But Somma’s real gripe is, as she says, the disparities between men and women in employment. But the answer is the same: the law would give women greater opportunities to even out those disparities. It would place more of the burden of child care on fathers, freeing mothers. What about that obvious fact do Momigliano and Somma not grasp?

I think they grasp it all too well. Here’s Momigliano again:
Because women with children struggle to find stable employment, critics argue that the abolition of child support would raise the poverty rate among divorced mothers and could make them unable to provide for their children.
Yes, and those same “critics” bay at the full moon, but we don’t give them credit for doing so. The point is that, as Hildegard Sunderhauf said at NPO’s conference on shared parenting, the real aim of radical feminism is to continue the flow of wealth from men to women and child support is an important part of that aim. (So, of course, is alimony. Gender feminists oppose any effort to reform alimony laws too.)

That reveals several important facts.

The first is that, as feminist opponents of shared parenting see it, child support is Mom support. They’re right about that. As countless people have pointed out, child support guidelines throughout the English-speaking world often dramatically overstate what it takes to raise a child. As I’ve mentioned recently, states in the U.S. pay foster parents less to care for a child than child support guidelines call for. In Texas, for example, foster parents receive about $700 per month per child. If child support guidelines followed the same formula, that would mean a non-custodial parent with no parenting time at all would pay the other parent $350 per month. A father with 20% parenting time would then pay about $280 per month. And yet the average child support order for men in the U.S. is about $474 per month.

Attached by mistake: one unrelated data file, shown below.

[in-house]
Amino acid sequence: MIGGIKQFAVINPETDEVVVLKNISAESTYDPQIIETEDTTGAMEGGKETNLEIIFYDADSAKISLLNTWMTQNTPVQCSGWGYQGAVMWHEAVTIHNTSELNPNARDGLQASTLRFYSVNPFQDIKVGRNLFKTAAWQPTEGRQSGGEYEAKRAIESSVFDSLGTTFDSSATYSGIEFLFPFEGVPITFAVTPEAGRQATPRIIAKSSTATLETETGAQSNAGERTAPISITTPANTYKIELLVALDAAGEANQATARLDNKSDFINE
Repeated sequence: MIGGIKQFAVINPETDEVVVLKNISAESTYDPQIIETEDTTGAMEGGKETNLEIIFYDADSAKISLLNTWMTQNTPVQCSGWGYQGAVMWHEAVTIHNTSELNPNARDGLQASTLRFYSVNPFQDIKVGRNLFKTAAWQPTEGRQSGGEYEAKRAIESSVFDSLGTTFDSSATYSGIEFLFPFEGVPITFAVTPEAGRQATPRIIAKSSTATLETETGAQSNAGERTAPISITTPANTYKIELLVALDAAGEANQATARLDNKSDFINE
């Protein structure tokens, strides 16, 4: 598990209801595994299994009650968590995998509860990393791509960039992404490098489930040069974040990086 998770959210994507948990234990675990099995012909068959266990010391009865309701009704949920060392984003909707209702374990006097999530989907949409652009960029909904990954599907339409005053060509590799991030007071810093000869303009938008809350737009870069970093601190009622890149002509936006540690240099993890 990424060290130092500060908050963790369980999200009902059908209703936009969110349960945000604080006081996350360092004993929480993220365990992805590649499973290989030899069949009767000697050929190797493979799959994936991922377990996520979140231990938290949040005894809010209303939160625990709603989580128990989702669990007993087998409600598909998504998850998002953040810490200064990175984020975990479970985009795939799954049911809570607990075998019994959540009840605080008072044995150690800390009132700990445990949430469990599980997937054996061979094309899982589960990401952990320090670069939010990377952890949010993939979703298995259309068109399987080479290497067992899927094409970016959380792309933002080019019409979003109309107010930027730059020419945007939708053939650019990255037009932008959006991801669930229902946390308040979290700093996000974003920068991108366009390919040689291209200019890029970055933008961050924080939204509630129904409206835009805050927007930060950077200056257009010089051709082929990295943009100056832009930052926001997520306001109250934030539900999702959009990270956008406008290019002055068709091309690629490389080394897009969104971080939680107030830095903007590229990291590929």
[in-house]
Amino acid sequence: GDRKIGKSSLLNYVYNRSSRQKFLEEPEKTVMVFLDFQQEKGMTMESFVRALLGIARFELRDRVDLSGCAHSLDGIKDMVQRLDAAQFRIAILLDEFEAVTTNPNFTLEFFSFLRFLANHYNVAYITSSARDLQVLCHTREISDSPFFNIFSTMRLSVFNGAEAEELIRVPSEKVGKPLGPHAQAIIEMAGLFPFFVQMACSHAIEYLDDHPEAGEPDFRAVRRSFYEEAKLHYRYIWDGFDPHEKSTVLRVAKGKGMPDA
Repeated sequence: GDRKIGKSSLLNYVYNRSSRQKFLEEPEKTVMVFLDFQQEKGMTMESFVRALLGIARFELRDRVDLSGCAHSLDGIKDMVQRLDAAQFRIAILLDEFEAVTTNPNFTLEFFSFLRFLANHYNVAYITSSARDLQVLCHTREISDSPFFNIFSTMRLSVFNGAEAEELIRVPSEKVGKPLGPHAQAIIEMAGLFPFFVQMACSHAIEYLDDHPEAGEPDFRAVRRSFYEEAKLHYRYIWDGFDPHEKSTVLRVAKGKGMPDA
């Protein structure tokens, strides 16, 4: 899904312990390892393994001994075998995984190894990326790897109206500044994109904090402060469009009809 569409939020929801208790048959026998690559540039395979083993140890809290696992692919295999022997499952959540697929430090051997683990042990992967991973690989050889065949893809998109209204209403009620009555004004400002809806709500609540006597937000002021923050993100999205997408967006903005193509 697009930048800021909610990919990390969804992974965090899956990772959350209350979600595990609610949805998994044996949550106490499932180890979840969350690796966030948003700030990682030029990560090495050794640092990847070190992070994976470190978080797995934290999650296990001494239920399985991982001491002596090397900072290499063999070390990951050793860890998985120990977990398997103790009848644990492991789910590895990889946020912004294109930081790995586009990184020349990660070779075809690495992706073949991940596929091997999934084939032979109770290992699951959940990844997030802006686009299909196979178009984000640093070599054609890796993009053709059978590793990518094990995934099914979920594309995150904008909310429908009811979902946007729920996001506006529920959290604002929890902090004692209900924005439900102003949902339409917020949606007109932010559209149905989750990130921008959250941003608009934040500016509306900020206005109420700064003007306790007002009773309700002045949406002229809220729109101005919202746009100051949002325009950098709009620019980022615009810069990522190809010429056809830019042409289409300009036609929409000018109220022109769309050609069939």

Therefore, some of that money goes to Mom, not little Andy or Jenny. Gender feminists understand that and so oppose any move to equalize parenting time.

Second, by any stretch of the imagination, that just doesn’t make sense. That is, it doesn’t make sense if your aim is the betterment of women. After all, why encourage women to take on the overwhelming majority of childcare duties when doing so dramatically reduces their earnings? That’s doubly true when we realize that, in all but the most extreme cases, no amount of child support will ever replace what a woman can earn on her own.

When women are owed on average $5,690 per year in child support, it’s impossible to pretend that they’re better off than if they were working and earning. Most women can earn in a month or two what the average child support pays in a year.

So when Momigliano, Somma and the rest of their ilk bleat about reducing child support, what they’re really saying is that they want to (a) keep women dependent on men and (b) keep them earning and saving less than they could if men did more of the childcare. It’s a remarkable stance for anyone who claims to be promoting the welfare of women and girls.

And that of course says nothing about their opposition to the well-being of kids.